U.S. Capitol low-wage workers to Pope Francis: 'let's talk'

by Vinnie Rotondaro

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In two weeks’ time, Pope Francis will come to Washington, D.C., to meet with some of the world’s most powerful leaders. Today, in anticipation of that visit, he received an invitation to dialogue from the working class folks who serve them. 

Written by people “who cook and clean at the U.S. Capitol and other federal buildings,” the low-wage federal contractors that “look forward” to welcoming the pope to their “workplace,” the letter states: “We want you to know that even though we serve the wealthy and the powerful in the Congress, we earn so little that we live in utter poverty.”

“We sleep on the streets because we cannot pay the rent,” they write

We go to bed hungry because we can’t put food on the table. 

We endure sickness because we cannot afford health care. 

We earn so little that we sacrifice our dignity to support our kids. 

We work such long hours that our unborn babies have died.

“We may be invisible to the wealthy and powerful we serve everyday -- but we know we are worthy of a more abundant life as children of God,” the letter reads. 

The letter was signed by some 40 low-wage workers organizing under the banner of Good Jobs Nation, a coalition of about 20 labor, faith and D.C. area community groups that is “generating considerable attention from government officials,” according to the Washington Post.

Paco Fabian, a spokesperson for Good Jobs Nation, said that low-wage federal workers “have now held more than a dozen strikes over the last two years, calling on this president and Congress to guarantee that jobs funded with tax payer dollars, i.e. federal contract jobs, are good jobs that pay living wages, provide benefits and allow their workers a voice.”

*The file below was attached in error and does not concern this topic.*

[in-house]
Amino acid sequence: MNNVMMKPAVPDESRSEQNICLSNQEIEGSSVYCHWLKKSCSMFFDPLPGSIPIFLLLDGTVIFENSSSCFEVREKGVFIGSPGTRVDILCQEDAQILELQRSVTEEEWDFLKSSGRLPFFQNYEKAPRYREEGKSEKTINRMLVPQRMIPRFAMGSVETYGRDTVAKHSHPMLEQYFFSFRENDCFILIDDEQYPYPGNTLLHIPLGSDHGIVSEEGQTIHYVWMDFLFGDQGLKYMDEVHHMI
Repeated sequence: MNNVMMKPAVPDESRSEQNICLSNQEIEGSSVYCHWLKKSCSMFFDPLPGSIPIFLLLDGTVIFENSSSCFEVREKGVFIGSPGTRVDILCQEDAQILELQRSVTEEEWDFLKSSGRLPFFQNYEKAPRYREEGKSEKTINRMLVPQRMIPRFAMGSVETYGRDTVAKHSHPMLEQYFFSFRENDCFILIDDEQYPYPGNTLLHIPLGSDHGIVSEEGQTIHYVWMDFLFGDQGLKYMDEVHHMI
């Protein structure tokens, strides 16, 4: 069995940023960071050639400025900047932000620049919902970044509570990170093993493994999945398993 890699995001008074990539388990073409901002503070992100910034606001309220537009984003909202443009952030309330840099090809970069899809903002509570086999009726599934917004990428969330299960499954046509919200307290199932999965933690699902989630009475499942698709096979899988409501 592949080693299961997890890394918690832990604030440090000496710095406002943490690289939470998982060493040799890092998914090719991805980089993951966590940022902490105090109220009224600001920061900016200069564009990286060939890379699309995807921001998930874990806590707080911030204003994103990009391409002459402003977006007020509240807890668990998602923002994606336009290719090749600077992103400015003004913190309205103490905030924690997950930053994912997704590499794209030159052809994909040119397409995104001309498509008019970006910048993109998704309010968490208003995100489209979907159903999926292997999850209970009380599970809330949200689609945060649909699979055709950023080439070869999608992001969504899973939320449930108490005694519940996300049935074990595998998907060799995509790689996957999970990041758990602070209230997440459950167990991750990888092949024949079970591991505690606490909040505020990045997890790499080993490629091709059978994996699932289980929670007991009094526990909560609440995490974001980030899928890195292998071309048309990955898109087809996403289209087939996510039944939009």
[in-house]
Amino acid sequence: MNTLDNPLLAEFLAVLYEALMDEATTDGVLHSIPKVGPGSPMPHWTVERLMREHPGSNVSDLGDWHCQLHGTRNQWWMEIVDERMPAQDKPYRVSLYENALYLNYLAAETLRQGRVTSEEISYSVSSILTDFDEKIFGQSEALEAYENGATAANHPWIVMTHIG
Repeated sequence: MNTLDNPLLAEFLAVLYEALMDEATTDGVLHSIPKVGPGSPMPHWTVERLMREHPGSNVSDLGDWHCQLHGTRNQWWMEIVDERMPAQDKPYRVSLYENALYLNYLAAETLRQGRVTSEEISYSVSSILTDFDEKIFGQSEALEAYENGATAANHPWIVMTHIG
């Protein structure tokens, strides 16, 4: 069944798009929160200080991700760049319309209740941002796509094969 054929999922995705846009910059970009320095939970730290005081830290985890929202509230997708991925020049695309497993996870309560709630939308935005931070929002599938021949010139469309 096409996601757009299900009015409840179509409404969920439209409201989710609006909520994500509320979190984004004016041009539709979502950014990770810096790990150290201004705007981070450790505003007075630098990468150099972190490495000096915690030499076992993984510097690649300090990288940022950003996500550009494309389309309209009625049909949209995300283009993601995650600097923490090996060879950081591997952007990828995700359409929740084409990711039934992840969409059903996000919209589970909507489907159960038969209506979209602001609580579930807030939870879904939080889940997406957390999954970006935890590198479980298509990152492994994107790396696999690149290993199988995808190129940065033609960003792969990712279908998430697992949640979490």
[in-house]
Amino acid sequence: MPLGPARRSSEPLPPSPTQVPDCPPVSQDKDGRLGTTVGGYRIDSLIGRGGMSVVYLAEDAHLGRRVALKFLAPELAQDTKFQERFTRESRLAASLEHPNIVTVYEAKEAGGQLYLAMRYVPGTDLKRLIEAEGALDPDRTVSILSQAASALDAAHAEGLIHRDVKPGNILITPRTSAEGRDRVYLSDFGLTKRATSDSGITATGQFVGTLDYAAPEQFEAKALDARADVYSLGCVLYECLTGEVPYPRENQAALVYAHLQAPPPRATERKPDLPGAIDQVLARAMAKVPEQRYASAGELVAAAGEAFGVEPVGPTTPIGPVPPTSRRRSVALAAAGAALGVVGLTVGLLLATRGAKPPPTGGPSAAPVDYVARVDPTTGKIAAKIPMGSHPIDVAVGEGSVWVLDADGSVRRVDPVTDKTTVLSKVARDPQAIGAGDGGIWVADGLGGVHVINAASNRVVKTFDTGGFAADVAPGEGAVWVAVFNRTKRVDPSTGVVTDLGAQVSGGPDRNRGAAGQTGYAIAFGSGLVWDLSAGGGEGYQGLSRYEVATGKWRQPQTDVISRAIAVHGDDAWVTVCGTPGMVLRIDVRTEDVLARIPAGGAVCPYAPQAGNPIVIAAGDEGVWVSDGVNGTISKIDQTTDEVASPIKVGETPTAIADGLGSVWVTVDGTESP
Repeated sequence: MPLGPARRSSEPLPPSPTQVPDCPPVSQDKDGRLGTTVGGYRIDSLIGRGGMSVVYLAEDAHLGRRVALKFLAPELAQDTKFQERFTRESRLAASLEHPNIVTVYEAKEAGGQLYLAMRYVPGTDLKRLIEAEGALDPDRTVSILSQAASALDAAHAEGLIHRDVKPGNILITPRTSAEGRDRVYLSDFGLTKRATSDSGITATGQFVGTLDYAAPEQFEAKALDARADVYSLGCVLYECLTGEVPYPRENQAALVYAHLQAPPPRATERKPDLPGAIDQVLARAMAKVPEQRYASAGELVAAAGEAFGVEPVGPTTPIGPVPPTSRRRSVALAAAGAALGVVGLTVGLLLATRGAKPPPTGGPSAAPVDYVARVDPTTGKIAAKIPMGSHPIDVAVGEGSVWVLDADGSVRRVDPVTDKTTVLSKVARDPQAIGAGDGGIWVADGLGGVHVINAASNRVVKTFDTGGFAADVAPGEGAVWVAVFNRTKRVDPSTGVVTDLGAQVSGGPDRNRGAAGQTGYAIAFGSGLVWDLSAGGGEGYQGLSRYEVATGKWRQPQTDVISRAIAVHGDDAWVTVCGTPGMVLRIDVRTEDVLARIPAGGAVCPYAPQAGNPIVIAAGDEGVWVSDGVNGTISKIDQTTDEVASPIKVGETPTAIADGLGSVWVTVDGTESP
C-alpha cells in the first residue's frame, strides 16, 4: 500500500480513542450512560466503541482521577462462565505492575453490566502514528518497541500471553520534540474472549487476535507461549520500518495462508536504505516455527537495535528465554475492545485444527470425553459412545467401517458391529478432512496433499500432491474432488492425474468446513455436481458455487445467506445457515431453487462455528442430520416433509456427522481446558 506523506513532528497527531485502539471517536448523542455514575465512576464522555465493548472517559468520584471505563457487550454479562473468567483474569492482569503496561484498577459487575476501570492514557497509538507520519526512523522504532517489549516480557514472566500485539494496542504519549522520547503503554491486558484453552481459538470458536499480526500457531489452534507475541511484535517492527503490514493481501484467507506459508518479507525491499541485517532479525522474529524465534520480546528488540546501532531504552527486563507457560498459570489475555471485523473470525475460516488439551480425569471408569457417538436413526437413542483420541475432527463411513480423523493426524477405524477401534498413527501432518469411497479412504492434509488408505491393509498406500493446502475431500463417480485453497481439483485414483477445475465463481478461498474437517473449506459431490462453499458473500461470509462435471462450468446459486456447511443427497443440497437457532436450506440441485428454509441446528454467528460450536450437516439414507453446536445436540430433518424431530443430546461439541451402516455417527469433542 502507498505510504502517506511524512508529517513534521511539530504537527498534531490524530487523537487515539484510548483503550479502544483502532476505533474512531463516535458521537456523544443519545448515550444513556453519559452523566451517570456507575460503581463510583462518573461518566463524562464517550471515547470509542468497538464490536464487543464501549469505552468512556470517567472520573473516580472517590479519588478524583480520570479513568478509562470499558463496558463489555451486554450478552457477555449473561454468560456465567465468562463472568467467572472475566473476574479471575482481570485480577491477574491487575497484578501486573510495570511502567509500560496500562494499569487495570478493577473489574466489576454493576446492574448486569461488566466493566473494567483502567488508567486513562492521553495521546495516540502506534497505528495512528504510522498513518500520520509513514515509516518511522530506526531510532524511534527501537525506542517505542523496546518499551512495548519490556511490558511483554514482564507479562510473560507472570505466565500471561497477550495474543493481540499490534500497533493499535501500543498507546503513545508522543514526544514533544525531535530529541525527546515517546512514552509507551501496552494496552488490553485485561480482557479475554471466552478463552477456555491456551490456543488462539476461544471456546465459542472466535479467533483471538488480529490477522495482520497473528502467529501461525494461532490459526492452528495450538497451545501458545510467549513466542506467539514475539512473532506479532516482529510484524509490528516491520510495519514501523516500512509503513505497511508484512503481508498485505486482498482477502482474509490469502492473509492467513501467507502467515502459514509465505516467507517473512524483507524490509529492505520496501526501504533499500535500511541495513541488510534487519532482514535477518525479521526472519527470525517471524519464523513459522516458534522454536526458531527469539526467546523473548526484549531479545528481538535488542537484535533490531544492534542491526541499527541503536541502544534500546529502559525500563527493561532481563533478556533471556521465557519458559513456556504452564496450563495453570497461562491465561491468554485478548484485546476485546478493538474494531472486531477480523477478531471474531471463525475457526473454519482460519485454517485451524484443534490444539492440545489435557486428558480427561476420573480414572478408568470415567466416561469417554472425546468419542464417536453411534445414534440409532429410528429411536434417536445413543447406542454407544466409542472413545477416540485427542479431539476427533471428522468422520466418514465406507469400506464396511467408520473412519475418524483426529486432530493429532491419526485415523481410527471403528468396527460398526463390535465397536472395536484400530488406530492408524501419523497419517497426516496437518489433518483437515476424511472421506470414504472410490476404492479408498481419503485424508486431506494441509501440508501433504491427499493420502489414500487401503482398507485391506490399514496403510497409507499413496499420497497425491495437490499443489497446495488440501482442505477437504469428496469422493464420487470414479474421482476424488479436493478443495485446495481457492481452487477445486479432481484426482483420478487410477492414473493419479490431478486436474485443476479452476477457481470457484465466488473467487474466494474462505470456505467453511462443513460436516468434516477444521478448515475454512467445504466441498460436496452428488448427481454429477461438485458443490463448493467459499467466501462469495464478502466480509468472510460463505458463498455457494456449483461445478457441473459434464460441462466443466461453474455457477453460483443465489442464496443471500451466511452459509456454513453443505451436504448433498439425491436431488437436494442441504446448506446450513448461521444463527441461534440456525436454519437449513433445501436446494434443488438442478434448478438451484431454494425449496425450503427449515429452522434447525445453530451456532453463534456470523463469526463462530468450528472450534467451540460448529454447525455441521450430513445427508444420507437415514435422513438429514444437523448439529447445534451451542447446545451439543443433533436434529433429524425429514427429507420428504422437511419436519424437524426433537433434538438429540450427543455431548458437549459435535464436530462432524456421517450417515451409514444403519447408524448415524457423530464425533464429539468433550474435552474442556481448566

One of the signers of the letter, Sontia Bailey, a cashier in the U.S. Capitol who suffered a miscarriage due to overwork, told NCR, “I work 70 hours a week, I just lost my child. It’s time for us to get a living wage.” 

Bailey, who has been working in the Capitol for two years and nine months, said she would like to hug Pope Francis if the meeting takes place.

“I know he supports us,” she said, adding that a meeting with the pope might “open up the eyes of the Republican Senators to see, you know, ‘Well, the pope supports [low wage workers], so why can’t we?’”

A press release from Good Jobs Nation includes statements from other signers. 

“So far, our pleas have gone unanswered,” said James Powell, a chef in the Senate Dining Room who has experienced homelessness, “so maybe a higher power can help us.”

“The Pope is our hope,” said Charles Gladden, a U.S. Senate cafeteria worker who also experienced homelessness. “If he meets with workers and hears about our struggles to survive on poverty pay, he will tell Senators that we deserve a living wage and a union.” 

According to Fabian, the letter has been sent to Archbishop Carlo Maria Vigano, the Apostolic Nuncio of the Holy See to the United States. 

[Vinnie Rotondaro is NCR national correspondent. His email address is vrotondaro@ncronline.org.]

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